"The Winter's Tale" has been seen as a play celebrating natural renewal and regeneration. Others see it as a tale with a Christian message. Examine these interpretations and explain your own interpretation.
Tilly Riches March 2003 "The Winter's Tale" has been seen as a play celebrating natural renewal and regeneration. Others see it as a tale with a Christian message. Examine these interpretations and explain your own interpretation. "The Winter's Tale" contains themes and symbols throughout which illustrate various interpretations and messages behind the mask of the play. It is important to appreciate the socio-political context at the time of Shakespeare. There was much conflict between Christians. Protestants had been persecuted during the Catholic reign of Mary (Elizabeth's sister) and during Elizabeth's Protestant reign there was religious conflict between Britain and the Holy Roman Empire. The cycle of natural renewal and regeneration is demonstrated throughout "The Winter's Tale". Nature consists of an ordered structure; at the top of this structure is divinity, followed by the predators (monarchy) and at the bottom the prey (common man). Normally in nature individuals do not move from lower to higher levels and vice versa. Furthermore, anyone who tries to move vertically will be punished by the level they try to enter. Leontes violates this rule by overruling divinity when the oracle reveals the truth about Hermione that he does not agree with. The King has caused the death of Hermione and "the heavens themselves do strike at [his] injustice." This can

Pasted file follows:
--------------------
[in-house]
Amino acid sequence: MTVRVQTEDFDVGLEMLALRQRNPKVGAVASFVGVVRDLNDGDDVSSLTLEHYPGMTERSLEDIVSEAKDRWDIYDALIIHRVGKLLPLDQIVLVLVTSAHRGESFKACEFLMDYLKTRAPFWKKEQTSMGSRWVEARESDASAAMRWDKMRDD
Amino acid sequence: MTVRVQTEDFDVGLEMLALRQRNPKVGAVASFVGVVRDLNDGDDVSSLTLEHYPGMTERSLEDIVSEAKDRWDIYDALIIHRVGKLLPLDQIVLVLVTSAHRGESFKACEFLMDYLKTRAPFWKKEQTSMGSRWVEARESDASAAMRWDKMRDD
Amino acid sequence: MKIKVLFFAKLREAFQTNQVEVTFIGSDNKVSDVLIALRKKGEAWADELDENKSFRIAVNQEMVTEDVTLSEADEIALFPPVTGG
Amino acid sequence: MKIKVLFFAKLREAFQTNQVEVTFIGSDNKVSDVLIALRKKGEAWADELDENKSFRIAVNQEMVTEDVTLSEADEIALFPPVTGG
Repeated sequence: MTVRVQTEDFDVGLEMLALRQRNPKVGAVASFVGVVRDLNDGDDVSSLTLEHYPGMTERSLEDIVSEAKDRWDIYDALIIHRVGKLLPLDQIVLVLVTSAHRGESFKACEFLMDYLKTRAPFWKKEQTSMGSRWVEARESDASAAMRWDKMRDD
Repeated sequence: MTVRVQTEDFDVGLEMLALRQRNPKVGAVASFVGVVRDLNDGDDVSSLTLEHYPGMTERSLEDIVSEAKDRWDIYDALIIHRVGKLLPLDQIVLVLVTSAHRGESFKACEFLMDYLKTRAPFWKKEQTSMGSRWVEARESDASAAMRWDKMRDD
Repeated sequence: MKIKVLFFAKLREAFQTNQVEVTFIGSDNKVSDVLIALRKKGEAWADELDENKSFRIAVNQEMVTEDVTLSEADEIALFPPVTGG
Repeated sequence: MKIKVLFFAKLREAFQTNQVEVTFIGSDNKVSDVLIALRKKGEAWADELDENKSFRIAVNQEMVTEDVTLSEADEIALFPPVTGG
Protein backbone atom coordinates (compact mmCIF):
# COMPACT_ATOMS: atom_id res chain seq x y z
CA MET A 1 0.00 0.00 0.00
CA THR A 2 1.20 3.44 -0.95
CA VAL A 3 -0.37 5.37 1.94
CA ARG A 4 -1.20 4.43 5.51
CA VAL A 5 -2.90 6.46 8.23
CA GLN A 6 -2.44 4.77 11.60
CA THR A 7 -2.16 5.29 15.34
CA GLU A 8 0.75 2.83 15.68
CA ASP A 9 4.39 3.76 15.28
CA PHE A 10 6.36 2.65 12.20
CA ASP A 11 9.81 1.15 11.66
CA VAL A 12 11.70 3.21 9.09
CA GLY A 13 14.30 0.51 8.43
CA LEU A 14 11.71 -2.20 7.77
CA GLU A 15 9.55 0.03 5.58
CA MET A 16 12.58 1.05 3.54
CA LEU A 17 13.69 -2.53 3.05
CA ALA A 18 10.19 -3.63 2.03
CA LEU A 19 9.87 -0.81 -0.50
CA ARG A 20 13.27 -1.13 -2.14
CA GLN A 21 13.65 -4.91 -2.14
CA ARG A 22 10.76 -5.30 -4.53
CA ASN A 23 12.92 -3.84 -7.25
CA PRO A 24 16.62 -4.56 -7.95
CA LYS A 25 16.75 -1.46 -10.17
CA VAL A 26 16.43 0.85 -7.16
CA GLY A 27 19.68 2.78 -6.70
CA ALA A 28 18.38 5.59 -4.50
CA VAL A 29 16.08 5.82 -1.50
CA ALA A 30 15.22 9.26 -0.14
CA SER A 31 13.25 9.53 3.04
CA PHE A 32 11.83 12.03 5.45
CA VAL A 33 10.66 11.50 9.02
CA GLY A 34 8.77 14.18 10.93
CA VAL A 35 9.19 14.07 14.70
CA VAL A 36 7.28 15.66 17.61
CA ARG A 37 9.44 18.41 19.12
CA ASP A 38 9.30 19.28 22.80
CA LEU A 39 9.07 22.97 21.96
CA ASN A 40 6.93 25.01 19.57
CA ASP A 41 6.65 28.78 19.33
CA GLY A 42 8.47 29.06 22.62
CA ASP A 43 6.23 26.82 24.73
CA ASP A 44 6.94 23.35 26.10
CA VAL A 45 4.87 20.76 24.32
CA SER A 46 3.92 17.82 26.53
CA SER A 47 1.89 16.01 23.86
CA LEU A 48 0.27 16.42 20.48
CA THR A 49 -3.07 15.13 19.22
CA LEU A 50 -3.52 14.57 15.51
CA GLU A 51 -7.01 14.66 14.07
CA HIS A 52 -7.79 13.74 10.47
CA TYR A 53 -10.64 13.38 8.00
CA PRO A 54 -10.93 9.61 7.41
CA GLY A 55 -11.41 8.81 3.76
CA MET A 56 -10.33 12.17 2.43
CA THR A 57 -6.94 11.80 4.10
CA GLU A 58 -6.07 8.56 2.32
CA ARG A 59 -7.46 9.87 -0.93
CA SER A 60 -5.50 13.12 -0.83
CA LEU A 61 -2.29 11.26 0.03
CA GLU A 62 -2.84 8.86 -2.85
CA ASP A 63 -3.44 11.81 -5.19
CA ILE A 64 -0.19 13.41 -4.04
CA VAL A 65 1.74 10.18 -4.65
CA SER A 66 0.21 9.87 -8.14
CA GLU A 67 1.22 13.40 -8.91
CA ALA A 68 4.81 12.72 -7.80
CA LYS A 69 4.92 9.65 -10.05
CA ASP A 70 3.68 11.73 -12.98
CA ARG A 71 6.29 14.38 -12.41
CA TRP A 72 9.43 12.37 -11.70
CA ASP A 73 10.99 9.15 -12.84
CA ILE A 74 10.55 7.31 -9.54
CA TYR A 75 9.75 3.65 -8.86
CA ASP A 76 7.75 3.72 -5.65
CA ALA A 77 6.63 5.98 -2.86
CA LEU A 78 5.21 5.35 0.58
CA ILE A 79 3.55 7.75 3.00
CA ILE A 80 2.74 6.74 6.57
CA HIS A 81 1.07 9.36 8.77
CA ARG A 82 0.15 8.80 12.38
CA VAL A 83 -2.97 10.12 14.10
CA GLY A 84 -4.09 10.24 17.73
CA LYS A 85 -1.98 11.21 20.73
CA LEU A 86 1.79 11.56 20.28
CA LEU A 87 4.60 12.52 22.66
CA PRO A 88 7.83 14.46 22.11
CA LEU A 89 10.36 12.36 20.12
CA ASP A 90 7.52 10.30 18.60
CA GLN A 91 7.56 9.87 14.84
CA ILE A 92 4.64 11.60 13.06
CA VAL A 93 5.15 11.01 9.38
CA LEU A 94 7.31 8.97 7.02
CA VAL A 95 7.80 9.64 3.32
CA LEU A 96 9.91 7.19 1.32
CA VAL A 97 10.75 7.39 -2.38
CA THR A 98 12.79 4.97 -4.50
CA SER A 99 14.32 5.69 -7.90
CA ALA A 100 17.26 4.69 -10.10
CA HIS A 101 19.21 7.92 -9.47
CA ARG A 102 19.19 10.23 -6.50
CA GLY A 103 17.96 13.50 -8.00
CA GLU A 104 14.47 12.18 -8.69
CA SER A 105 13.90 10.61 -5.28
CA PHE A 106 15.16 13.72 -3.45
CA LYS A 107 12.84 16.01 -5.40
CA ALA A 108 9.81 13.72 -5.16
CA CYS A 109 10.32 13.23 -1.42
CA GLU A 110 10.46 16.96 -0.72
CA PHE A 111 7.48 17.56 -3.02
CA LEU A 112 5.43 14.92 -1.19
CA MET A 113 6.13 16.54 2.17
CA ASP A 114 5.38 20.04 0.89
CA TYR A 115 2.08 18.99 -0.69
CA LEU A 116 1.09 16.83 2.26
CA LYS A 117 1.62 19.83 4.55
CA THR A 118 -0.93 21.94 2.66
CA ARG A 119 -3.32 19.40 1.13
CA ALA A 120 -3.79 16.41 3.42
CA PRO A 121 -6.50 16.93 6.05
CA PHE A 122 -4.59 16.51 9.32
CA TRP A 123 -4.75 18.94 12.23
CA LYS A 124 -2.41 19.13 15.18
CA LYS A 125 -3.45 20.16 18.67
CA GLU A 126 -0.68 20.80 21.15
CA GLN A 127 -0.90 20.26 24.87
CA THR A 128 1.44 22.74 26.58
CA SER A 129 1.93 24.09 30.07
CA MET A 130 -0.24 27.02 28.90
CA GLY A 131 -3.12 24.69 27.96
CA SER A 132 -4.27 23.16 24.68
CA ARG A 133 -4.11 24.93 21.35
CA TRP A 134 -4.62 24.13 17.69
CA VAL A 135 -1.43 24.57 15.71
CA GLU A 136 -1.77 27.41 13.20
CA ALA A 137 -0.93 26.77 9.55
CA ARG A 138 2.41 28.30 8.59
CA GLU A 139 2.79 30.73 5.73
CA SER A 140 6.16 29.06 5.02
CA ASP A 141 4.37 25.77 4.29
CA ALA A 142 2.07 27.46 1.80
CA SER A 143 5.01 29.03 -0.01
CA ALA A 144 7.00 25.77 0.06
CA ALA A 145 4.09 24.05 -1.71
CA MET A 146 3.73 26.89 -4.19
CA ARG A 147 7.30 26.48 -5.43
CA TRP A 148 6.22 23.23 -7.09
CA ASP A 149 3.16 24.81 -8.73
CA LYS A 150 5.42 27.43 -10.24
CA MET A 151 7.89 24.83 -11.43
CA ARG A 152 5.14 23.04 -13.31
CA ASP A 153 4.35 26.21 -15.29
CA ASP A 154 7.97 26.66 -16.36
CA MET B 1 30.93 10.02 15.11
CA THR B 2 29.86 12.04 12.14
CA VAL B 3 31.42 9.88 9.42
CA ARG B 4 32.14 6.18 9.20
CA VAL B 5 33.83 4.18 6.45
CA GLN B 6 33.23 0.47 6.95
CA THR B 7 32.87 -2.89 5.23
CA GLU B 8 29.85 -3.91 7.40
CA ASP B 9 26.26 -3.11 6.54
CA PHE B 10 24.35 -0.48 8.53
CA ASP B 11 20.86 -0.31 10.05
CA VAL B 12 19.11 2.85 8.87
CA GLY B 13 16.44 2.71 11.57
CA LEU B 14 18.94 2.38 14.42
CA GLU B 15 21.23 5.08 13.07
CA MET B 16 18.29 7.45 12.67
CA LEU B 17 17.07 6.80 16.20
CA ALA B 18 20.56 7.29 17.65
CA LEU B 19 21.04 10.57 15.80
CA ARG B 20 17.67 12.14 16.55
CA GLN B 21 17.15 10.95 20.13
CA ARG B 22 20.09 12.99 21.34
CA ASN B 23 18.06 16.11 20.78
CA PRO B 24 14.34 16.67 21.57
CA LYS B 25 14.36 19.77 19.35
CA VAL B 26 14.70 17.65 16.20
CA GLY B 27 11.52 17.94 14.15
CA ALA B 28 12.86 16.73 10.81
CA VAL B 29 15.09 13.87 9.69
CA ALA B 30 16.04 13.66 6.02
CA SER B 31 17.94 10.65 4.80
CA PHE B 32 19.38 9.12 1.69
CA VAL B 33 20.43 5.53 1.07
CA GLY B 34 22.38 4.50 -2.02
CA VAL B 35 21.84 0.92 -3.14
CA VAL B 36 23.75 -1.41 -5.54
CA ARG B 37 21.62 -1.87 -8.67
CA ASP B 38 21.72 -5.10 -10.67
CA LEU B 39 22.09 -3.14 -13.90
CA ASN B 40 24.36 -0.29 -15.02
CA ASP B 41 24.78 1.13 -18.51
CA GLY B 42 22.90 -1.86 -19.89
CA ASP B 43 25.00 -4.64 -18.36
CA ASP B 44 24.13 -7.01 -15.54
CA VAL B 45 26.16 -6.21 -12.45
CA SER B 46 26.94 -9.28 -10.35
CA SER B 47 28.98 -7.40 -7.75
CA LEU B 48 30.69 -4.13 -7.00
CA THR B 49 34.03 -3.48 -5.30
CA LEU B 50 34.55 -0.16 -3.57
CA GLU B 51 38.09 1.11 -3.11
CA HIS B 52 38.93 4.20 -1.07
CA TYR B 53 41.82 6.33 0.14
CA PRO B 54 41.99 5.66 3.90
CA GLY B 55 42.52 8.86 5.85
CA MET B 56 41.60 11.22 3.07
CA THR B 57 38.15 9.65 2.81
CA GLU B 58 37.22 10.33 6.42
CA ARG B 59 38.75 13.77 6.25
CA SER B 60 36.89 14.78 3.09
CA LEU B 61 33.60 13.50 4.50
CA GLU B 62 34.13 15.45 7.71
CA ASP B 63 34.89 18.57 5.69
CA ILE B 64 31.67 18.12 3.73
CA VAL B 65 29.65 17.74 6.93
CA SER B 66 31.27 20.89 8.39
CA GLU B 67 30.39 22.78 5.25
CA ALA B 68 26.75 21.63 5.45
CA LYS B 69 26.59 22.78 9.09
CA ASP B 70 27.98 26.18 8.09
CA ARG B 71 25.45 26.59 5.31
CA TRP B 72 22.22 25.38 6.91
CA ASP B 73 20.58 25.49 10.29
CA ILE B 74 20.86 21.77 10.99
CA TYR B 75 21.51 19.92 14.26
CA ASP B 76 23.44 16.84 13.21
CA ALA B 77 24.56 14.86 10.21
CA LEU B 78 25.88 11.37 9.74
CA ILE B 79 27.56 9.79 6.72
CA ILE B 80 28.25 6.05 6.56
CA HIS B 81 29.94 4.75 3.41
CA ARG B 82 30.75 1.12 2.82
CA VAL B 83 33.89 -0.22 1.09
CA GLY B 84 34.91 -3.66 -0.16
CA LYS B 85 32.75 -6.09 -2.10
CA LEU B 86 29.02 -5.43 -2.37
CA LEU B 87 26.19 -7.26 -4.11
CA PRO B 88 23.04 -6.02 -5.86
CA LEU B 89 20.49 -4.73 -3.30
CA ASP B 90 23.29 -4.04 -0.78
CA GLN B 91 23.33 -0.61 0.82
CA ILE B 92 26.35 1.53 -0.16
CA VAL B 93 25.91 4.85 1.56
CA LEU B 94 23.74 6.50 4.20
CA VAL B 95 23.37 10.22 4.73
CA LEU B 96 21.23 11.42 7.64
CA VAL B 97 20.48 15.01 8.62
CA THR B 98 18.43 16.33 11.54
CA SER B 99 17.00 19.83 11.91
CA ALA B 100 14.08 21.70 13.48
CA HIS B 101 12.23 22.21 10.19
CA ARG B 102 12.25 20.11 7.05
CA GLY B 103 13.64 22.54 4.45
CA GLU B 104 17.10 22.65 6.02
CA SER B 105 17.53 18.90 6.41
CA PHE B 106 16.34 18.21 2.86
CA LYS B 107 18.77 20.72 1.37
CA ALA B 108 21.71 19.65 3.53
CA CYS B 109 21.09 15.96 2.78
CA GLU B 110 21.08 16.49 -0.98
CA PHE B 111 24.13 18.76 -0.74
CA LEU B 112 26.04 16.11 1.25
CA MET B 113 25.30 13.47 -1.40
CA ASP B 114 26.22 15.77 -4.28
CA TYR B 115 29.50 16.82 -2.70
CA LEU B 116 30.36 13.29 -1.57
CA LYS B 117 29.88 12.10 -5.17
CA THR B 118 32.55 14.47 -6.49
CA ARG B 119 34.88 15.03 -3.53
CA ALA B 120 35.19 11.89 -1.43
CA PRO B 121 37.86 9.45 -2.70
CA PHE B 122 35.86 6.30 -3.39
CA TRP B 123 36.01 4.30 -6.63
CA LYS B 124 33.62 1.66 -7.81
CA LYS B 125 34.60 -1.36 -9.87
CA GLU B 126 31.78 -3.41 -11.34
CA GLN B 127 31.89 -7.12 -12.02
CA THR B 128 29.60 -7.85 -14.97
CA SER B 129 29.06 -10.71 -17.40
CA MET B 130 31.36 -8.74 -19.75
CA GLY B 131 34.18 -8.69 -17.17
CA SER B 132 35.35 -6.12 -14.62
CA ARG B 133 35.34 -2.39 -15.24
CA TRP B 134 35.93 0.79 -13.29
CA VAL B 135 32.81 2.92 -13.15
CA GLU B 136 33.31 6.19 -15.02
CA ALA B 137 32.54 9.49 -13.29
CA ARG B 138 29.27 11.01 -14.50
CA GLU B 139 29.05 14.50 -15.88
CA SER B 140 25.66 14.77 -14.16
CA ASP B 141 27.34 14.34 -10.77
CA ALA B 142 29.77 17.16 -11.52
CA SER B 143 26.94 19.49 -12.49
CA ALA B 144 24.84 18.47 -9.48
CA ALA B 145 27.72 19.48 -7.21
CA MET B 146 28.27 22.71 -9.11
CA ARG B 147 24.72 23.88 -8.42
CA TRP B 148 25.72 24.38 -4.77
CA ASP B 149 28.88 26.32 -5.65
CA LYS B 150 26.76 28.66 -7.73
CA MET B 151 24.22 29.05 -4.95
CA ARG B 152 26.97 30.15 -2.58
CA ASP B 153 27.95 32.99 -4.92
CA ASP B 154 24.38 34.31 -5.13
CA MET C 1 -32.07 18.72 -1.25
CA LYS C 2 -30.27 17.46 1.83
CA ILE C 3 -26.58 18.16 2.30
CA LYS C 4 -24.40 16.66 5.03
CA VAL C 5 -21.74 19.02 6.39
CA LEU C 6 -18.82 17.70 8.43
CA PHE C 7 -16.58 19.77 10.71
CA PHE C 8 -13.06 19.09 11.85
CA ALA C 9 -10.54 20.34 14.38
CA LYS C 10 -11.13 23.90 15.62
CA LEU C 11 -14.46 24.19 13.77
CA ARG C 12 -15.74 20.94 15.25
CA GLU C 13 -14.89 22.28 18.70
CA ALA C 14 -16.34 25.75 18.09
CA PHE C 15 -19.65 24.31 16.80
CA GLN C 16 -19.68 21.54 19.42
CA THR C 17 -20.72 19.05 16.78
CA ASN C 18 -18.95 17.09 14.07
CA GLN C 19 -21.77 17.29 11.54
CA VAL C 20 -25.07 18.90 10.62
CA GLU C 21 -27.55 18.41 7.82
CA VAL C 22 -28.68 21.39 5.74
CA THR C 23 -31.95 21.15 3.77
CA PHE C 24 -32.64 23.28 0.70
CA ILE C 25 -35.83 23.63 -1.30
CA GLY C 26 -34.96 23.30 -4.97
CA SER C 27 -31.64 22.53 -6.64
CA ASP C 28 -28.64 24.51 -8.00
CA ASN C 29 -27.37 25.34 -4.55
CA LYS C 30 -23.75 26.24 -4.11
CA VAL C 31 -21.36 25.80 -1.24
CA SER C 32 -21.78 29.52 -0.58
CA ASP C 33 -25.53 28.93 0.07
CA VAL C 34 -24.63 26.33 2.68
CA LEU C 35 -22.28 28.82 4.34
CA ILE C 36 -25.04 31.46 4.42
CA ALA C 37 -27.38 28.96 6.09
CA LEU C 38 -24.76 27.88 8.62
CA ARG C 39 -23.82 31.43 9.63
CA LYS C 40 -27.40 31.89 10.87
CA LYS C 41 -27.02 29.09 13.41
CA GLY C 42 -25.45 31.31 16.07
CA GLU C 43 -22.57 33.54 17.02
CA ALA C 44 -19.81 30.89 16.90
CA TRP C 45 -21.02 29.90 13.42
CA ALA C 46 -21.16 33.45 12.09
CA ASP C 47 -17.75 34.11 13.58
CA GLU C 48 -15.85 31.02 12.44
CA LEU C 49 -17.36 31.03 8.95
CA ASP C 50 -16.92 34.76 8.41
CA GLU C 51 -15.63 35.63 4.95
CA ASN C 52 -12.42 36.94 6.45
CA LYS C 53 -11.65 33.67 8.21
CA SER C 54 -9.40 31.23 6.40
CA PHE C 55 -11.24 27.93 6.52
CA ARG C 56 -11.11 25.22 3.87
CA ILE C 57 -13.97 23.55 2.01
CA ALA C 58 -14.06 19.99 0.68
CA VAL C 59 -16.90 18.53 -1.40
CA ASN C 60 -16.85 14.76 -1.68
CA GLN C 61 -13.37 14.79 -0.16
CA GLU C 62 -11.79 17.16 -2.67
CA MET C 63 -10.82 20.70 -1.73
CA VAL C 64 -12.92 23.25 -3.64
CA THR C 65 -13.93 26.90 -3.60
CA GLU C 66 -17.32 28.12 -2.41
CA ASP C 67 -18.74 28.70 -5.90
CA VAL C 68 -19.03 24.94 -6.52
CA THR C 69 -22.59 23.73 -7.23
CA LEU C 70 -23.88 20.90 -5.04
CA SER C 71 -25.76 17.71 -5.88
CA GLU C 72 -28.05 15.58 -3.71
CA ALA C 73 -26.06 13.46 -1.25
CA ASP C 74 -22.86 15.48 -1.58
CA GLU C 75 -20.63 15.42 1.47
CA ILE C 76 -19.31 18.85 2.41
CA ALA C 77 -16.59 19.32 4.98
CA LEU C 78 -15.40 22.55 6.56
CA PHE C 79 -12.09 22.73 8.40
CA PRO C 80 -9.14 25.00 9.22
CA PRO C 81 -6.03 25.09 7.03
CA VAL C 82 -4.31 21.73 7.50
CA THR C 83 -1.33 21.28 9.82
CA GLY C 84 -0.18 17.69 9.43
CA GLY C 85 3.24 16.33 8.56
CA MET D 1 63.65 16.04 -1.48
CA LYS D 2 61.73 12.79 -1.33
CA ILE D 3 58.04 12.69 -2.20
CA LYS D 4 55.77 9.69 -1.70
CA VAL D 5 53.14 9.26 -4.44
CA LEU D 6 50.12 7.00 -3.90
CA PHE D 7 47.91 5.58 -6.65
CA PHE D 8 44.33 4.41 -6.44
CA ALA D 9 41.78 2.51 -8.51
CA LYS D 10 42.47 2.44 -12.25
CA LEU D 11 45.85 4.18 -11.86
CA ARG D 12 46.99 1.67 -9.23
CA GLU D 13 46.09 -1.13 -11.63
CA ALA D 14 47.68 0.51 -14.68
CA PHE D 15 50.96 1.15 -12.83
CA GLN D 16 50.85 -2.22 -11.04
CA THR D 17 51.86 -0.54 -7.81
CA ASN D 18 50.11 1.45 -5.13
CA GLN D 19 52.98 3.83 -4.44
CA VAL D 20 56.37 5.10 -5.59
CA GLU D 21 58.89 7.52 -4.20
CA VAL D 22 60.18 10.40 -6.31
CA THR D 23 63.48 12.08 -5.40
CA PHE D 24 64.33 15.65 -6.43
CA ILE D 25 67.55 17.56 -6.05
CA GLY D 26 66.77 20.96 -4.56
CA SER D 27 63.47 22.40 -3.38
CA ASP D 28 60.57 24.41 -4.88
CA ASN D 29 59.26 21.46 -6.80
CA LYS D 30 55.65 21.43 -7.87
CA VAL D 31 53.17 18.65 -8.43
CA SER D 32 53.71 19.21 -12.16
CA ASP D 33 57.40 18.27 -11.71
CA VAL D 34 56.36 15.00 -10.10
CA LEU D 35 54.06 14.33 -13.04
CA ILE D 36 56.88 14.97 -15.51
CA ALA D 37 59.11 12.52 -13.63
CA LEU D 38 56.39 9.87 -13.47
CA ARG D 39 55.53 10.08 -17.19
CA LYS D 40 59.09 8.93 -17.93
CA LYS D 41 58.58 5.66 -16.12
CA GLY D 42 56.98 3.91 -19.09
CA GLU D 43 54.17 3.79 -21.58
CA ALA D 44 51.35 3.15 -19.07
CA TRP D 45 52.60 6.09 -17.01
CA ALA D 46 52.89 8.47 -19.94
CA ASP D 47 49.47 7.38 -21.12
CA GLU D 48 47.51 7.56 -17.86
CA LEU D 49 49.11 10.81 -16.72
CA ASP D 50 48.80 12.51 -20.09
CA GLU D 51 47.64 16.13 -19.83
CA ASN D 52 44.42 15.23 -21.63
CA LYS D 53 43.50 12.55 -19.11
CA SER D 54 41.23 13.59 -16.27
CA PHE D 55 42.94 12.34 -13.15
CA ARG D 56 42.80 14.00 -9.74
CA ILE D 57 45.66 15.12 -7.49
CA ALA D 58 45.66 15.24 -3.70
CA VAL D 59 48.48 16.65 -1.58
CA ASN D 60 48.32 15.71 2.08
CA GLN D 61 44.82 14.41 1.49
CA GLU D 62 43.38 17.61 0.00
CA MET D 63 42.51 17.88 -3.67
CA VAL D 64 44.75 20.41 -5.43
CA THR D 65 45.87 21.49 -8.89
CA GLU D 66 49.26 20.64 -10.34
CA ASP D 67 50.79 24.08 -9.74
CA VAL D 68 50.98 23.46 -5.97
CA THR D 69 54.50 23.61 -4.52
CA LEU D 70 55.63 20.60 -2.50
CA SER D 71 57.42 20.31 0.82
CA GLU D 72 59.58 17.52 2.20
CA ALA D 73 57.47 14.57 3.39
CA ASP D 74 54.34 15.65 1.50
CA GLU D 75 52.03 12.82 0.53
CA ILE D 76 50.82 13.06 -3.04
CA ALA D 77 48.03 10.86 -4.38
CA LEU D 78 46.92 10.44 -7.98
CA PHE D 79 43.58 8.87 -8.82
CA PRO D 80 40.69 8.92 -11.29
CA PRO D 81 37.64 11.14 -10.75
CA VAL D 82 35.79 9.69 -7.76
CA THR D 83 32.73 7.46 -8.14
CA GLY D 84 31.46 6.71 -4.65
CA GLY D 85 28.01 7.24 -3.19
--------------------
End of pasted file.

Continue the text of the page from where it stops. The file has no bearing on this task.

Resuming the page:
In what ways does the structure of "The Winter's Tale" serve its main preoccupations.
"The Winter's Tale has all the fascination of a daring experiment devised by the subtlest of artists in extending the domain of its art... A genuine diptych in construction" In what ways does the structure of "The Winter's Tale" serve its main preoccupations. The Winter's Tale belongs to a small group of plays which have been labelled 'the problem plays' as they do not fit comfortably into the classifications of either Comedy, History or Tragedy. Therefore it joins Pericles, Cymbeline, and The Tempest in the list of the genre-defying later plays that are usually referred to as "romances or tragicomedies" (Justin Eller 1972). The Winter's Tale falls into this category as it has a unique dramatic structure and the results of this, "daring experiment", has divided critical opinion throughout the decades: On one hand some critics declare that it has allowed a, "genius" (Thomas R. Price 1890) to fully explore the boundaries of tragedy and comedy. Whereas others state that due to the careful structure, "none of the characters show much philosophic depth" (Hartley Coleridge 1851). People have regarded The Winter's Tale as a "tragicomedy" because it is constructed like two facing pages from an open book with one half representing a tragedy and the other a comedy. The second half contrasts with and complements the first half to form a complete work of art. Thus The Winter's Tale